New text relates Catholicism to the other world religions

By 
  • August 6, 2008

TORONTO - A new world religions textbook being prepared for Ontario high schools will offer a distinctly Canadian and Roman Catholic perspective on different faiths, according to one of its authors.

The textbook, with the working title World Religions: A Canadian Catholic Perspective, will be the first of its kind specifically geared towards Grade 11 world religion students in Catholic schools.

“For us to live in Canada is to take into account that a shifting cultural perspective is taking place,” said John van den Hengel, a theologian at Saint Paul University in Ottawa and one of the authors.

Canadians need to build on the harmony between different ethnic and religious groups, he told The Register from Ottawa.

World religions is a mandatory course for all Grade 11 students in the Ontario Catholic school system. The Ontario Conference of Catholic Bishops commissioned the textbook last October and mandated the Institute for Catholic Education to write a proposal and approach publishing companies. The project, to be completed within two years, is a partnership between Novalis and Nelson Education publishers.

The Catholic angle comes from the textbook’s approach. Van den Hengel said its “point of departure” is the Catholic faith. From there, it will examine how Catholics can relate to other religions. The book will also have a section on interreligious dialogue at the end of each chapter.

“In this text, we are more aware that God is speaking in other religions,” he added.

The section on Catholicism will focus on the Eucharist because it says so much about who Catholics are and what they believe, van den Hengel said. And instead of the traditional emphasis on doctrine by other textbooks, this will focus on the rituals of different faiths.

“It’s rituals that set religions apart, not so much belief systems. It’s how people act in day-to-day living in relationship to the divine.”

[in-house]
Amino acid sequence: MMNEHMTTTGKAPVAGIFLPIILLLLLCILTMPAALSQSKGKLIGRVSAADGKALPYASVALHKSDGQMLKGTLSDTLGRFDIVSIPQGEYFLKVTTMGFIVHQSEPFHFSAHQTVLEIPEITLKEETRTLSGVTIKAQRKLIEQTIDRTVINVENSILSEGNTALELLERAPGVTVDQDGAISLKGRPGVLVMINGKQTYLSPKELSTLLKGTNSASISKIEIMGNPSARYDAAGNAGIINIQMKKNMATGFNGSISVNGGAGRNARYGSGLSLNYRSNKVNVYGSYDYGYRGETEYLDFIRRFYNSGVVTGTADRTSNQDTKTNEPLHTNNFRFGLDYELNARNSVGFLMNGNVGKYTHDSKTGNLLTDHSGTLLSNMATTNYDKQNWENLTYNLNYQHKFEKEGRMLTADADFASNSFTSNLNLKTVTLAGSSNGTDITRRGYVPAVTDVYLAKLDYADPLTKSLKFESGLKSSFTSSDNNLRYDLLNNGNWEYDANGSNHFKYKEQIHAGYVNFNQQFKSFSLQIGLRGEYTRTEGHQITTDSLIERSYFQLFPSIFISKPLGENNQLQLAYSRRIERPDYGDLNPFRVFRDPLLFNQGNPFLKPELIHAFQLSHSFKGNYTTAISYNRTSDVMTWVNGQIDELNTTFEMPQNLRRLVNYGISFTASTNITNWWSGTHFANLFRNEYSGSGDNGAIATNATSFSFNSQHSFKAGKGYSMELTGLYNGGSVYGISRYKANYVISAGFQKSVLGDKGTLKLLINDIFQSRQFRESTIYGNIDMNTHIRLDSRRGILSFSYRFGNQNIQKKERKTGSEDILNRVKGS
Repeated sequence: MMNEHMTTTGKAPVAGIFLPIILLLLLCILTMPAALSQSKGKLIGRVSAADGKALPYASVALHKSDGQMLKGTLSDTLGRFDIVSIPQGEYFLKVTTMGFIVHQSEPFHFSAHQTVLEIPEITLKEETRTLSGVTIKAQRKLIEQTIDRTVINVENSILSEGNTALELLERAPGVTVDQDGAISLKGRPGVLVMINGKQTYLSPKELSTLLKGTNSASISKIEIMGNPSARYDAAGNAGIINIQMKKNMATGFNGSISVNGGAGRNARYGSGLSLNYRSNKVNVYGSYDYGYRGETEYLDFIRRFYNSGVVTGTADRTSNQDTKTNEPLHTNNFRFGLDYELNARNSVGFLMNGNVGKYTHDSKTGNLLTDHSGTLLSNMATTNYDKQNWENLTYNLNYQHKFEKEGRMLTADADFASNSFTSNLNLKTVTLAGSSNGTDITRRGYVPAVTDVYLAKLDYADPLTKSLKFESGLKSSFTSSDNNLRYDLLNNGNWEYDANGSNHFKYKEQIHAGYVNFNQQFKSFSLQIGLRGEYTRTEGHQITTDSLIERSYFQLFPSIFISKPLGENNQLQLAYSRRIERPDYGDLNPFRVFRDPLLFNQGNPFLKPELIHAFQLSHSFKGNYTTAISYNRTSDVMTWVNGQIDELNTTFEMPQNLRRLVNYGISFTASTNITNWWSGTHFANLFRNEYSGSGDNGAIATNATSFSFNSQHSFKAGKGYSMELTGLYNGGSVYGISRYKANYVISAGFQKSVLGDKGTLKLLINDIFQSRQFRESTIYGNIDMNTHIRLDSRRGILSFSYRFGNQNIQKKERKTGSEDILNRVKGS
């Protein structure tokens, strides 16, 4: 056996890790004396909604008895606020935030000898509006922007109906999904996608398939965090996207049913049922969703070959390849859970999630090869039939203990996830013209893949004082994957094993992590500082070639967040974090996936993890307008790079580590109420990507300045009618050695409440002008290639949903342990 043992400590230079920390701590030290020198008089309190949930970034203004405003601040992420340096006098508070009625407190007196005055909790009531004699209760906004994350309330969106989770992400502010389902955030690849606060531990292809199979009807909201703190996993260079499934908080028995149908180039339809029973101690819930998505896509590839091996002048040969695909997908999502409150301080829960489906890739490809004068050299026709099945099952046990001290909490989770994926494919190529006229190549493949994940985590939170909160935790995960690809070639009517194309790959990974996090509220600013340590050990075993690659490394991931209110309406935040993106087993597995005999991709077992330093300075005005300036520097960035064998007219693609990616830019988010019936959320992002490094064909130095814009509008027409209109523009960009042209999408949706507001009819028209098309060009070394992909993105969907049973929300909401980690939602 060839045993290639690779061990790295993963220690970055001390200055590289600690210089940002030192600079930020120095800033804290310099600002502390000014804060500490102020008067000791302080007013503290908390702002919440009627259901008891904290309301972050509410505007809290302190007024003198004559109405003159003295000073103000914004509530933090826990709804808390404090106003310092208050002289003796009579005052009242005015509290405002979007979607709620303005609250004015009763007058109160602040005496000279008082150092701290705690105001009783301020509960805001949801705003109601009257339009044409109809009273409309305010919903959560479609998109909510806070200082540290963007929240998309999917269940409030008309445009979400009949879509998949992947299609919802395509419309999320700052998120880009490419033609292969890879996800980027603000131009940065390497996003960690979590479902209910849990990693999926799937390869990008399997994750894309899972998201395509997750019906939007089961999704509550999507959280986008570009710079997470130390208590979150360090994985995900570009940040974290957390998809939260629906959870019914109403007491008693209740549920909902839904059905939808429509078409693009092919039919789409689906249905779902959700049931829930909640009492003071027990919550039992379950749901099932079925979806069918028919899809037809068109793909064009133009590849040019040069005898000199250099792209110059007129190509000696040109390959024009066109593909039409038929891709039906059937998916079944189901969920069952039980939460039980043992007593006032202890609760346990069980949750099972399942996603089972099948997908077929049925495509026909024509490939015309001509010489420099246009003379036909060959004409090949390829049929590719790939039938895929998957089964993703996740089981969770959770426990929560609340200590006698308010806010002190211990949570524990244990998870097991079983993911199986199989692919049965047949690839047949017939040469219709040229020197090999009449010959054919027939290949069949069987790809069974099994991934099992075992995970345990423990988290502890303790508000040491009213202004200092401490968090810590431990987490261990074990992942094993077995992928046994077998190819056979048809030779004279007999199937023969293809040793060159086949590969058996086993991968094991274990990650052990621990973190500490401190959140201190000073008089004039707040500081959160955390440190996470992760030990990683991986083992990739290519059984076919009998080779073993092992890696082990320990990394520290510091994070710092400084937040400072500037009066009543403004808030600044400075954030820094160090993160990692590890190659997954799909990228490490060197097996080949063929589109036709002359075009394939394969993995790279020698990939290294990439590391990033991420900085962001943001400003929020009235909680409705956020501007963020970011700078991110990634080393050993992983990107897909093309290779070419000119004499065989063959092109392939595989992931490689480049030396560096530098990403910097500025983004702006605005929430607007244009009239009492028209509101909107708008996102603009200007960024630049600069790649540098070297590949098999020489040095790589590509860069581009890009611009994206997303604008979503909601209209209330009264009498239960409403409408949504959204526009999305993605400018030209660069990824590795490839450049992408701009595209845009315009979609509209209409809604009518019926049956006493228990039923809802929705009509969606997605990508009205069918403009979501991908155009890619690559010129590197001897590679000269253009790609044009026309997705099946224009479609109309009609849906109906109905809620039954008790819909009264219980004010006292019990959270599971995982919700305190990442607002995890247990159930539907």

Sharron McKeever, a former religious and family life consultant in Oshawa, and another of the authors, said it is important to have the Canadian perspective. The textbook will examine the contributions of different religious groups to Canadian society, including social justice and cultural activities.

It will focus on the major religions identified by Canadians in the latest  census such as Christianity, Islam, Judaism, Hinduism, Buddhism and Sikhism, van den Hengel said.

Students will also learn about the spirituality of the aboriginal peoples in Canada, indigenous spirituality and secular humanism.

Examining secular humanism is something new for world religion textbooks and takes into account the number of people in Canada who have declared themselves as having no religion in the latest Canadian census, van den Hengel said.

“This is not just a study of religions, but also what kind of relationship can (Catholics) have with other religions,” he said, adding that most world religion textbooks “leave the individual studying it out of the picture.”

Another unique aspect of the book will be its section on praying with other religions. It will feature prayerful reflections for students using traditions of other faiths such as a Jewish text or Buddhist poem, McKeever said.

Van den Hengel said the textbook will echo the spirit of Vatican II which has called for interreligious dialogue, but added that inter-religious prayer “is still a highly contested area.” He said the book will try to help Catholics relate to other religions but added “we have to be careful as to how we structure these kinds of interactions whether prayer for the other or prayer with the other. These are areas that the course wants to explore.”

Ontario Catholic high school teachers and authors, and scholars from different religions will also act as contributors to and experts for the book. Bishops, principals, students, teachers and principals have already acted as reviewers, McKeever said.

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